The bad news? House prices are still in decline.
The good news is, despite a stagnant real estate market, people continue to move to Briarcliff Manor.
And for good reason.
Those who chose to set up house in the village years ago might very well have been enticed by the pastoral feel, access to Manhattan or the vibrant school systems. Currently, families are still coming, but possibly at a slower rate.
In fact, Superintendent Neal Miller of approximately 150 students over the next five years.
Recent single family homes in the Briarcliff Manor zip code, for the period Sept. 1, 2011 through Feb. 1, 2012, have not been stellar. Forty-two sales closed, commanding an average sale price of $892,000, compared with the same period a year earlier when 40 sales closed with a lower average sales price of $793,000.
Although the numbers seem to indicate a higher average sales price, that might not be enough to get too excited yet.
“Just because the average price went up doesn’t mean prices are going up,” explained Mark Seiden of the .
“For example, during the past six months there was one home sale for $6.4 million, which skews the average, continued Seiden, referring to the Brooke Astor estate that sold for $6.4 million, after initially coming in the market at more than $10 million.
A more precise comparison would include removing sales price outliers, such as the $6.4 million sale, Seiden explained.
To give a more accurate picture of house price trends, Seiden tallied results from June through November 2011 and conducted a comparison. The most recent average house price was $773,000, compared to the same period a year earlier which was $830,000, quite a bit lower.
Unfortunately, the outlook for spring doesn’t seem particularly rosy either.
Describing an anticipated continued price decline, Seiden used what he called “pure high school economics.”
“The reason prices are still going down is based on pure high school economics. If [in a given period] there are only 42 home sales and 53 houses on the market, without anyone else putting a home on the market, there is already a year’s worth of inventory on the market.”*
Seiden anticipates even more people adding to the inventory this spring.
“There has to be more buyers, and they aren’t there right now, Seiden added. “But as long as it’s a long term investment, it’s a great time to buy, especially since interest rates are stupidly low.”
For those that opt for Briarcliff Manor over nearby communities, there are many reasons, but a few rise to the top. Perhaps, not so surprisingly, the commute to Manhattan is a big draw.
“We like the commute from the Scarborough train station and the schools. Although our kids go to private school, we wanted the option of a good public school,” commented Anna Bridger, of Peach Tree Lane, who recently moved from nearby Sleepy Hollow.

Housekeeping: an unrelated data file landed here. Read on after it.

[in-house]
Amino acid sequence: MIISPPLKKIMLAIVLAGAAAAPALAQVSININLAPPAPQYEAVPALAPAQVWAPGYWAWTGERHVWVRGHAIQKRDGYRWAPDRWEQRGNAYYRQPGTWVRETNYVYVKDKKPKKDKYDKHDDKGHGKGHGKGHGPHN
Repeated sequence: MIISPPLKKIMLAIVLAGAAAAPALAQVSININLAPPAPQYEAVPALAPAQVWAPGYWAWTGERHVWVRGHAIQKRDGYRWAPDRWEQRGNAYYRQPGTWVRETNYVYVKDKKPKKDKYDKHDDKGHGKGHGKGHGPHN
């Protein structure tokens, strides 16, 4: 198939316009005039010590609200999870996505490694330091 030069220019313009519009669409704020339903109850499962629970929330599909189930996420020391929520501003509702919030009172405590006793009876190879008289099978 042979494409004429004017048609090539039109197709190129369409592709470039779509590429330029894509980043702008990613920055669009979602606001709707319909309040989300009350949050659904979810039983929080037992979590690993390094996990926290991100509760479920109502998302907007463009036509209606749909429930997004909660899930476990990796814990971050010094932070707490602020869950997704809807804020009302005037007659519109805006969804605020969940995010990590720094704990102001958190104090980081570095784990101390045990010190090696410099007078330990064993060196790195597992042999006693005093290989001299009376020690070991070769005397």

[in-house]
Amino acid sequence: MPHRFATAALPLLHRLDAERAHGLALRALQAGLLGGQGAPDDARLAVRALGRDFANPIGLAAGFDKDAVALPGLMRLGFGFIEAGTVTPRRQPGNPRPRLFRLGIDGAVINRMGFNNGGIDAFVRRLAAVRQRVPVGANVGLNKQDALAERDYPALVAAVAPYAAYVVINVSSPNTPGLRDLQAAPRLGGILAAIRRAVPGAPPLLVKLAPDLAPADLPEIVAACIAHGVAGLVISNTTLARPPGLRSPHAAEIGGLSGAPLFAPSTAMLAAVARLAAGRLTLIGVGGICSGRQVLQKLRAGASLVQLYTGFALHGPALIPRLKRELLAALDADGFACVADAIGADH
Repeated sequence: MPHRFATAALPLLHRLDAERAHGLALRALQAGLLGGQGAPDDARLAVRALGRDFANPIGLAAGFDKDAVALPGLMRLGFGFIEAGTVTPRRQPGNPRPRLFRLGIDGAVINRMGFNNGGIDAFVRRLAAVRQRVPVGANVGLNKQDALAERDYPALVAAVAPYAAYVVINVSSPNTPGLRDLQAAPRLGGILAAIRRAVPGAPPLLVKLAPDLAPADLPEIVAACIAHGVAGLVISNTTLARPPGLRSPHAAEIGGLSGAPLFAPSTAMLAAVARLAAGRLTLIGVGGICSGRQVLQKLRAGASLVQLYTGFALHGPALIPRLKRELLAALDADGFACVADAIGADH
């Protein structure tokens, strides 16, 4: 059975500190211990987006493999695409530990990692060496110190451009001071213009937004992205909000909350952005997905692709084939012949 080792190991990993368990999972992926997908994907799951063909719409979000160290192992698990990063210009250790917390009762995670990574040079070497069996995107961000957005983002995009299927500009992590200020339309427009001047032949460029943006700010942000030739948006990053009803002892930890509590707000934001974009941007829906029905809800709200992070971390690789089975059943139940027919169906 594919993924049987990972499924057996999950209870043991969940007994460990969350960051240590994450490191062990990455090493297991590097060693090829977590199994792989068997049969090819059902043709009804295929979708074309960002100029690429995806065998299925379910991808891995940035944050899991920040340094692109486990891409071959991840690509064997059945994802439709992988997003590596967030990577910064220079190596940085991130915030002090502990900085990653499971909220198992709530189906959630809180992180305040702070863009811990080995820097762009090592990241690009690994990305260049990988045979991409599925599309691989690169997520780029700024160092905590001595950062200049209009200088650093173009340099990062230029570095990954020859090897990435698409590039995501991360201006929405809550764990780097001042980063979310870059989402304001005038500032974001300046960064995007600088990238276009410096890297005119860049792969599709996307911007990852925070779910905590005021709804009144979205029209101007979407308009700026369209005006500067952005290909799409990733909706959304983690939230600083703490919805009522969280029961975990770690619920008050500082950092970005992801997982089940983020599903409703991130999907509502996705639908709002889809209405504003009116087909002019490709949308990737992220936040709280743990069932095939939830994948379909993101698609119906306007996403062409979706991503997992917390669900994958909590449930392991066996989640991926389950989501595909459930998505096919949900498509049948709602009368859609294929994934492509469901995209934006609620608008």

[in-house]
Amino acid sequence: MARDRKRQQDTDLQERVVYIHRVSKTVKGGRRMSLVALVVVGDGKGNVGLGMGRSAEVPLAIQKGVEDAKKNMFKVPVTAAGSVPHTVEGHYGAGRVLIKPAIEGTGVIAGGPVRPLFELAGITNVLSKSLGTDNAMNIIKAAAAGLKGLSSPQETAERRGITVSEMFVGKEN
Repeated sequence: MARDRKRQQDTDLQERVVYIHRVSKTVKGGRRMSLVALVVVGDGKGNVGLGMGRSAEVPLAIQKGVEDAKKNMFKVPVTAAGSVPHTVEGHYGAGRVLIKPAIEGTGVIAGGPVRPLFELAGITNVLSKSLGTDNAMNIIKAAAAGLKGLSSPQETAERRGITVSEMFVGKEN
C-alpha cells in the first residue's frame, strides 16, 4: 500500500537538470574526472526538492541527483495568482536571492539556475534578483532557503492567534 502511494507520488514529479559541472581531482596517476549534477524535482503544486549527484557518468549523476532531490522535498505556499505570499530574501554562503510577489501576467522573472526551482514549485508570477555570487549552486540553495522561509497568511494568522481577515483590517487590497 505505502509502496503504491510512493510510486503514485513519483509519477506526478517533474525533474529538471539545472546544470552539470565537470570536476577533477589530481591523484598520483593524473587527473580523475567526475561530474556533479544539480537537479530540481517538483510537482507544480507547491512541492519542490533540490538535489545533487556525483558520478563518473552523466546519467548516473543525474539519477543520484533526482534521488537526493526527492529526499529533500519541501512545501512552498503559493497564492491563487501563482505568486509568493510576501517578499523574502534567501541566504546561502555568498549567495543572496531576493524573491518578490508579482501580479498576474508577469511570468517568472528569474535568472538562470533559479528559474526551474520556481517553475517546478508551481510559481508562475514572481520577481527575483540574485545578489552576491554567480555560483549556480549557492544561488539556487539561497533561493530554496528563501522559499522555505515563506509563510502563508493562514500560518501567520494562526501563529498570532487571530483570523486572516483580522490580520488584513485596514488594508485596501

After looking in Westchester river communities, as well as Pleasantville, Scarsdale and Tarrytown, Bridger and her family decided on Briarcliff Manor and moved in last August.
“We’re pretty happy with the location, but we’re not all that happy with the taxes,” she said.
Other residents arrive due to, well, family history. Genevieve Caltagirone, of Holbrook Lane—whose husband grew up in Briarcliff Manor—also cited transportation as a decision factor.
“The train line…it’s an easy commute,” offered Caltagirone.
While Caltagirone didn’t cite education as a major factor, her family plans on staying long enough to take advantage of the schools.
When asked if the she and her husband looked at neighboring communities Catlagirone quipped, “Yes, but he was just humoring me!”
Brian Carcaterra, of River Road, grew up in Yorktown—where his parents continue to reside—was also familiar with the area after moving in last fall.
After a nine-and-a-half-year stint on the Upper West Side and repeated visits to , Carcaterra became reacquainted with the area, and said that’s what drew him here.
“The area, it all came back to me, how beautiful it is,” he said.
Carcaterra was focused on accessibility to Manhattan and a central location to access all that Westchester had to offer.
“Train accessibility is second to none—we live within walking distance to the [Scarborough] station,” he said. “We live in a 1929 new Orleans colonial with views of the river.”
Not to mention a well-known neighbor in Author James Patterson.
Despite mentioning, "He lives about three houses down from me," Carcaterra said, "I have yet to see him.”
Overall, “We’re over the moon,” he shared.
“We’ve gone from an urban environment to a suburban country feel and we enjoy Stone Barns, Sleepy Hollow and walking around the beautiful neighborhoods," Carcaterra said.
And the taxes?
“I try not to over think it, but we are still really blessed to live here.”
*Note: This sentence has been corrected to reflect Seiden's intended statement. We regret the error.